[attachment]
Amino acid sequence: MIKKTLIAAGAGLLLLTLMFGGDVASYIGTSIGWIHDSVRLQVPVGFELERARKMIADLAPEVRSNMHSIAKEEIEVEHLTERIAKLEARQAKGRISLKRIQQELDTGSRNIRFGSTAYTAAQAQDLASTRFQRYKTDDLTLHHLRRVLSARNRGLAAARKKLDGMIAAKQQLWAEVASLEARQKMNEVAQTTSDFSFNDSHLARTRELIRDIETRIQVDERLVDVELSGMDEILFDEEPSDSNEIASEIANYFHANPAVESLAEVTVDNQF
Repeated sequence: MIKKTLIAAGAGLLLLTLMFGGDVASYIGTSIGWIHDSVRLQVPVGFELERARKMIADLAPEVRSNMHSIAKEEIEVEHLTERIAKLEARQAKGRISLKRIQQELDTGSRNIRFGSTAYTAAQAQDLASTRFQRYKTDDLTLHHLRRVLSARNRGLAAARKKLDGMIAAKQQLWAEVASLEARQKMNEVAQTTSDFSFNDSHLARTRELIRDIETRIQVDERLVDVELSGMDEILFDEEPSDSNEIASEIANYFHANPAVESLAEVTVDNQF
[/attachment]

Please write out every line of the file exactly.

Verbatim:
Amino acid sequence: MIKKTLIAAGAGLLLLTLMFGGDVASYIGTSIGWIHDSVRLQVPVGFELERARKMIADLAPEVRSNMHSIAKEEIEVEHLTERIAKLEARQAKGRISLKRIQQELDTGSRNIRFGSTAYTAAQAQDLASTRFQRYKTDDLTLHHLRRVLSARNRGLAAARKKLDGMIAAKQQLWAEVASLEARQKMNEVAQTTSDFSFNDSHLARTRELIRDIETRIQVDERLVDVELSGMDEILFDEEPSDSNEIASEIANYFHANPAVESLAEVTVDNQF
Repeated sequence: MIKKTLIAAGAGLLLLTLMFGGDVASYIGTSIGWIHDSVRLQVPVGFELERARKMIADLAPEVRSNMHSIAKEEIEVEHLTERIAKLEARQAKGRISLKRIQQELDTGSRNIRFGSTAYTAAQAQDLASTRFQRYKTDDLTLHHLRRVLSARNRGLAAARKKLDGMIAAKQQLWAEVASLEARQKMNEVAQTTSDFSFNDSHLARTRELIRDIETRIQVDERLVDVELSGMDEILFDEEPSDSNEIASEIANYFHANPAVESLAEVTVDNQF